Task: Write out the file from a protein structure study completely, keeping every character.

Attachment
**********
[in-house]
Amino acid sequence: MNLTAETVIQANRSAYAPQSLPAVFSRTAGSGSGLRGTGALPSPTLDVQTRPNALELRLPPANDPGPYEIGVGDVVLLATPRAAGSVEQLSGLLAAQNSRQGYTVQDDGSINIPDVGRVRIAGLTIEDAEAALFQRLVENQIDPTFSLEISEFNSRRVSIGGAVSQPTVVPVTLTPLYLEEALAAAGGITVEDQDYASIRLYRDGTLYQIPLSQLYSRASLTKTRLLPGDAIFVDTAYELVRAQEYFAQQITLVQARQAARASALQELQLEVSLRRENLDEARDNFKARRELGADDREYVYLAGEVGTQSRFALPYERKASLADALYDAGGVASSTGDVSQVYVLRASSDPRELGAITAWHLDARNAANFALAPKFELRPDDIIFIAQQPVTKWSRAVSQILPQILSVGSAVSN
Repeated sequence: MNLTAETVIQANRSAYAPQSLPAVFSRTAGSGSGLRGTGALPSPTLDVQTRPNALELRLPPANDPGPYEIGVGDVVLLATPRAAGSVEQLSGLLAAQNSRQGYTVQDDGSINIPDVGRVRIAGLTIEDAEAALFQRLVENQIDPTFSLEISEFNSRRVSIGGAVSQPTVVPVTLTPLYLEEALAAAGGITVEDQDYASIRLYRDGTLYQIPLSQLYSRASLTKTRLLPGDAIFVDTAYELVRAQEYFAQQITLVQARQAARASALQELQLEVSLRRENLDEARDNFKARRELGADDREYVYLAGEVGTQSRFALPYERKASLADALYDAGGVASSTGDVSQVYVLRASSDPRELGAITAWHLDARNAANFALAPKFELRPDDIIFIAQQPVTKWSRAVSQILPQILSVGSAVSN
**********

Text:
[in-house]
Amino acid sequence: MNLTAETVIQANRSAYAPQSLPAVFSRTAGSGSGLRGTGALPSPTLDVQTRPNALELRLPPANDPGPYEIGVGDVVLLATPRAAGSVEQLSGLLAAQNSRQGYTVQDDGSINIPDVGRVRIAGLTIEDAEAALFQRLVENQIDPTFSLEISEFNSRRVSIGGAVSQPTVVPVTLTPLYLEEALAAAGGITVEDQDYASIRLYRDGTLYQIPLSQLYSRASLTKTRLLPGDAIFVDTAYELVRAQEYFAQQITLVQARQAARASALQELQLEVSLRRENLDEARDNFKARRELGADDREYVYLAGEVGTQSRFALPYERKASLADALYDAGGVASSTGDVSQVYVLRASSDPRELGAITAWHLDARNAANFALAPKFELRPDDIIFIAQQPVTKWSRAVSQILPQILSVGSAVSN
Repeated sequence: MNLTAETVIQANRSAYAPQSLPAVFSRTAGSGSGLRGTGALPSPTLDVQTRPNALELRLPPANDPGPYEIGVGDVVLLATPRAAGSVEQLSGLLAAQNSRQGYTVQDDGSINIPDVGRVRIAGLTIEDAEAALFQRLVENQIDPTFSLEISEFNSRRVSIGGAVSQPTVVPVTLTPLYLEEALAAAGGITVEDQDYASIRLYRDGTLYQIPLSQLYSRASLTKTRLLPGDAIFVDTAYELVRAQEYFAQQITLVQARQAARASALQELQLEVSLRRENLDEARDNFKARRELGADDREYVYLAGEVGTQSRFALPYERKASLADALYDAGGVASSTGDVSQVYVLRASSDPRELGAITAWHLDARNAANFALAPKFELRPDDIIFIAQQPVTKWSRAVSQILPQILSVGSAVSN